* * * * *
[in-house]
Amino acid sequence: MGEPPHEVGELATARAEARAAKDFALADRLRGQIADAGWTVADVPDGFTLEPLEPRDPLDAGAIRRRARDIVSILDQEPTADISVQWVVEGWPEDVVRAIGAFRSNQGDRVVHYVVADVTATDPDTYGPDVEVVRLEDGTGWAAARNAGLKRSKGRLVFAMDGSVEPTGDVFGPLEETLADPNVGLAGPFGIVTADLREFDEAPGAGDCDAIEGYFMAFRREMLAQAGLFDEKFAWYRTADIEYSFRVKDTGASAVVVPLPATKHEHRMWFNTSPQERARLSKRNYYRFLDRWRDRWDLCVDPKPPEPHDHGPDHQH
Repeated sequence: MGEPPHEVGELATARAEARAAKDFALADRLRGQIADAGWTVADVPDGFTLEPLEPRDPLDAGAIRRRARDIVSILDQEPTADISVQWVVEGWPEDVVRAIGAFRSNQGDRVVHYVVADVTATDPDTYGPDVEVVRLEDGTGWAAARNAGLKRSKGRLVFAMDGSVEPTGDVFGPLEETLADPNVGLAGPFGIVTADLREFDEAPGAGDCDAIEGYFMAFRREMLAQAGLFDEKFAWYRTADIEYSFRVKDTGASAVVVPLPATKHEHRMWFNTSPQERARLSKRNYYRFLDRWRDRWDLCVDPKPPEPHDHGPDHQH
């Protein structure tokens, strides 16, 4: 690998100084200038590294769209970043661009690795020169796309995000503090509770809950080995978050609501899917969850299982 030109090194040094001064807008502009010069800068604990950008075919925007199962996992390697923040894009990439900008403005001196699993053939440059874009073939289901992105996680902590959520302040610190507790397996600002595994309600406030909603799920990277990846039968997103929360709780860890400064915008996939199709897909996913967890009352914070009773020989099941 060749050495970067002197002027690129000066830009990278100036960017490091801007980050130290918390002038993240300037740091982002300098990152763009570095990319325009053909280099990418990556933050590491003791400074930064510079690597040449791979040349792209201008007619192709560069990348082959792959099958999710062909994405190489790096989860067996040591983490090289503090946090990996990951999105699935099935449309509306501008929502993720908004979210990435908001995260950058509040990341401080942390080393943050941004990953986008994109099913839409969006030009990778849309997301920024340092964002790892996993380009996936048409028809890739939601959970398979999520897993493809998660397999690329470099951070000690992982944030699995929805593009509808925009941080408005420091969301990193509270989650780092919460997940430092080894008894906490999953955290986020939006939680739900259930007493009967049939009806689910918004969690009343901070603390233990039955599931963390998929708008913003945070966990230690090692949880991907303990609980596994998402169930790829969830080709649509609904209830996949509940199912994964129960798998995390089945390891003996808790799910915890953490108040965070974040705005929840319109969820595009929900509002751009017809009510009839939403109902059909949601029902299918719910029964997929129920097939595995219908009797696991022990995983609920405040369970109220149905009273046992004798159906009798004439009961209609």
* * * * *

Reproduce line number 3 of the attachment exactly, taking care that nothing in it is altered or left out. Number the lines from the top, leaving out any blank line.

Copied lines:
Repeated sequence: MGEPPHEVGELATARAEARAAKDFALADRLRGQIADAGWTVADVPDGFTLEPLEPRDPLDAGAIRRRARDIVSILDQEPTADISVQWVVEGWPEDVVRAIGAFRSNQGDRVVHYVVADVTATDPDTYGPDVEVVRLEDGTGWAAARNAGLKRSKGRLVFAMDGSVEPTGDVFGPLEETLADPNVGLAGPFGIVTADLREFDEAPGAGDCDAIEGYFMAFRREMLAQAGLFDEKFAWYRTADIEYSFRVKDTGASAVVVPLPATKHEHRMWFNTSPQERARLSKRNYYRFLDRWRDRWDLCVDPKPPEPHDHGPDHQH